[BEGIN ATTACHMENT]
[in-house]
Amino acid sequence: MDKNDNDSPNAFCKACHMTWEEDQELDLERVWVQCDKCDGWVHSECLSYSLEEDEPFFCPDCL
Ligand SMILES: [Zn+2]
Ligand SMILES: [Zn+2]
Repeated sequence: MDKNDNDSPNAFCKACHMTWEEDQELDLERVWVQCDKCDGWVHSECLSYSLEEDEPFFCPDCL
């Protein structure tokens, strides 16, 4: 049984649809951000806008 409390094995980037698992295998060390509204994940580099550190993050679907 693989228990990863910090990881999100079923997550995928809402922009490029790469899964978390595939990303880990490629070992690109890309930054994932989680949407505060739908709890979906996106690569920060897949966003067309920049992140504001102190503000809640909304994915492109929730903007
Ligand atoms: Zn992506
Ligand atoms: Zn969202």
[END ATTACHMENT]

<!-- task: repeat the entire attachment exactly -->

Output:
[in-house]
Amino acid sequence: MDKNDNDSPNAFCKACHMTWEEDQELDLERVWVQCDKCDGWVHSECLSYSLEEDEPFFCPDCL
Ligand SMILES: [Zn+2]
Ligand SMILES: [Zn+2]
Repeated sequence: MDKNDNDSPNAFCKACHMTWEEDQELDLERVWVQCDKCDGWVHSECLSYSLEEDEPFFCPDCL
């Protein structure tokens, strides 16, 4: 049984649809951000806008 409390094995980037698992295998060390509204994940580099550190993050679907 693989228990990863910090990881999100079923997550995928809402922009490029790469899964978390595939990303880990490629070992690109890309930054994932989680949407505060739908709890979906996106690569920060897949966003067309920049992140504001102190503000809640909304994915492109929730903007
Ligand atoms: Zn992506
Ligand atoms: Zn969202």